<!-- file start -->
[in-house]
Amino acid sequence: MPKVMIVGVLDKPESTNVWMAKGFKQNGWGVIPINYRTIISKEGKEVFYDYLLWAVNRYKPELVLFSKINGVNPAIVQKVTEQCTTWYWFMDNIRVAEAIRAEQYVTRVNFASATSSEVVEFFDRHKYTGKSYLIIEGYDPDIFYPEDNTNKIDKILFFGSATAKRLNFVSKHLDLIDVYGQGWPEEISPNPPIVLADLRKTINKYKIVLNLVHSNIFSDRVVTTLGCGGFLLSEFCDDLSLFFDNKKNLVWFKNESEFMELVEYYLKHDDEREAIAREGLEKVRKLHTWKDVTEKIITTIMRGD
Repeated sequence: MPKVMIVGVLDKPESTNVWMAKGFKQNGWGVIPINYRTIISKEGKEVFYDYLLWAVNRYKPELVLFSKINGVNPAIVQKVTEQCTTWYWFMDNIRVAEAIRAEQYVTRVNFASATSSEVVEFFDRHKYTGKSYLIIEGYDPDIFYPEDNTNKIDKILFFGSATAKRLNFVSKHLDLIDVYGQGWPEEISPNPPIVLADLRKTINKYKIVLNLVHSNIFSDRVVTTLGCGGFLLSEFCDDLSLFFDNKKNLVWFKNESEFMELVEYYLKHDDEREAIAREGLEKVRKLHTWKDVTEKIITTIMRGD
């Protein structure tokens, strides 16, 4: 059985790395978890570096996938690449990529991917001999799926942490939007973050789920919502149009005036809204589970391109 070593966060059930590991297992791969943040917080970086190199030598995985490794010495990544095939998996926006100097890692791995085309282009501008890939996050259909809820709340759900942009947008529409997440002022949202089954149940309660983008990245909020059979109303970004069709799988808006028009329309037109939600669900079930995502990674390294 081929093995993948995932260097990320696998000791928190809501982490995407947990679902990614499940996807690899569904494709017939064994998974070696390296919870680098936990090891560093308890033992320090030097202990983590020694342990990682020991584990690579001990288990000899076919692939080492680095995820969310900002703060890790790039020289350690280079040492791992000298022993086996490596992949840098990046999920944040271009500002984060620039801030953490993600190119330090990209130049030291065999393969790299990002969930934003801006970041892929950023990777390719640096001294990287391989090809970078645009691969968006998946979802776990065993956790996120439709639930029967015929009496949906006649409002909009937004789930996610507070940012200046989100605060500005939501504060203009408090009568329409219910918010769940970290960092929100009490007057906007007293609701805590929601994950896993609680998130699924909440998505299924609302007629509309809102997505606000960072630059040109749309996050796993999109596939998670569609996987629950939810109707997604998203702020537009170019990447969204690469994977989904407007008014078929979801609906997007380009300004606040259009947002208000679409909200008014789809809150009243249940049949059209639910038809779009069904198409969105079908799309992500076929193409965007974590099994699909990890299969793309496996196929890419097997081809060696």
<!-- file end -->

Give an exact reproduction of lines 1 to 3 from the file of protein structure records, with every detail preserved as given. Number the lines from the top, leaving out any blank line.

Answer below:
[in-house]
Amino acid sequence: MPKVMIVGVLDKPESTNVWMAKGFKQNGWGVIPINYRTIISKEGKEVFYDYLLWAVNRYKPELVLFSKINGVNPAIVQKVTEQCTTWYWFMDNIRVAEAIRAEQYVTRVNFASATSSEVVEFFDRHKYTGKSYLIIEGYDPDIFYPEDNTNKIDKILFFGSATAKRLNFVSKHLDLIDVYGQGWPEEISPNPPIVLADLRKTINKYKIVLNLVHSNIFSDRVVTTLGCGGFLLSEFCDDLSLFFDNKKNLVWFKNESEFMELVEYYLKHDDEREAIAREGLEKVRKLHTWKDVTEKIITTIMRGD
Repeated sequence: MPKVMIVGVLDKPESTNVWMAKGFKQNGWGVIPINYRTIISKEGKEVFYDYLLWAVNRYKPELVLFSKINGVNPAIVQKVTEQCTTWYWFMDNIRVAEAIRAEQYVTRVNFASATSSEVVEFFDRHKYTGKSYLIIEGYDPDIFYPEDNTNKIDKILFFGSATAKRLNFVSKHLDLIDVYGQGWPEEISPNPPIVLADLRKTINKYKIVLNLVHSNIFSDRVVTTLGCGGFLLSEFCDDLSLFFDNKKNLVWFKNESEFMELVEYYLKHDDEREAIAREGLEKVRKLHTWKDVTEKIITTIMRGD